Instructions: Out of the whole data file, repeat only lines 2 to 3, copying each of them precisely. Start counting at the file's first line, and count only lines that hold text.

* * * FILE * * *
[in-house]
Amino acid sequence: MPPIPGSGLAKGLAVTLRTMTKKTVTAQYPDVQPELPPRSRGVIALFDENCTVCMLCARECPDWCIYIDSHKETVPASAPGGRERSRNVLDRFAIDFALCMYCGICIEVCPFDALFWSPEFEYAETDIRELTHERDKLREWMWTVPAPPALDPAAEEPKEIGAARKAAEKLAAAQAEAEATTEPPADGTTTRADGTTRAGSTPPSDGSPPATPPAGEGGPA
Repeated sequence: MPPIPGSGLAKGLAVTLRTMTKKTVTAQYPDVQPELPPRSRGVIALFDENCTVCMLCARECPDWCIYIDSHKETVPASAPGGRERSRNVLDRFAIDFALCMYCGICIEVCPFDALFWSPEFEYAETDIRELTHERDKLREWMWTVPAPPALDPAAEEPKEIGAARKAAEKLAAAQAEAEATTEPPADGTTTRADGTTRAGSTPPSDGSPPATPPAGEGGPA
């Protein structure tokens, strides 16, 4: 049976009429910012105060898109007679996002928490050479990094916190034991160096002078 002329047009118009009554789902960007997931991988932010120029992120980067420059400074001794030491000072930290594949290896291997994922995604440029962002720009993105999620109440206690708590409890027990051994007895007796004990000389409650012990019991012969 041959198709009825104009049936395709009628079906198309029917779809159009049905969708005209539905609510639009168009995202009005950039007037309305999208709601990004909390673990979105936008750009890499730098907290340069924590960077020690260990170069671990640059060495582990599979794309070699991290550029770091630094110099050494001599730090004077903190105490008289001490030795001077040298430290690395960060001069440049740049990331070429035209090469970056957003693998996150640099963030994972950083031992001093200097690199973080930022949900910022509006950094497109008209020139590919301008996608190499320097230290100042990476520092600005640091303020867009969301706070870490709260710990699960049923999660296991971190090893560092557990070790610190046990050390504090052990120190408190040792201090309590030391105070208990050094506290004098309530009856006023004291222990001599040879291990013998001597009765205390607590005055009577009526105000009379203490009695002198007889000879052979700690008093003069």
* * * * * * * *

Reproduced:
Amino acid sequence: MPPIPGSGLAKGLAVTLRTMTKKTVTAQYPDVQPELPPRSRGVIALFDENCTVCMLCARECPDWCIYIDSHKETVPASAPGGRERSRNVLDRFAIDFALCMYCGICIEVCPFDALFWSPEFEYAETDIRELTHERDKLREWMWTVPAPPALDPAAEEPKEIGAARKAAEKLAAAQAEAEATTEPPADGTTTRADGTTRAGSTPPSDGSPPATPPAGEGGPA
Repeated sequence: MPPIPGSGLAKGLAVTLRTMTKKTVTAQYPDVQPELPPRSRGVIALFDENCTVCMLCARECPDWCIYIDSHKETVPASAPGGRERSRNVLDRFAIDFALCMYCGICIEVCPFDALFWSPEFEYAETDIRELTHERDKLREWMWTVPAPPALDPAAEEPKEIGAARKAAEKLAAAQAEAEATTEPPADGTTTRADGTTRAGSTPPSDGSPPATPPAGEGGPA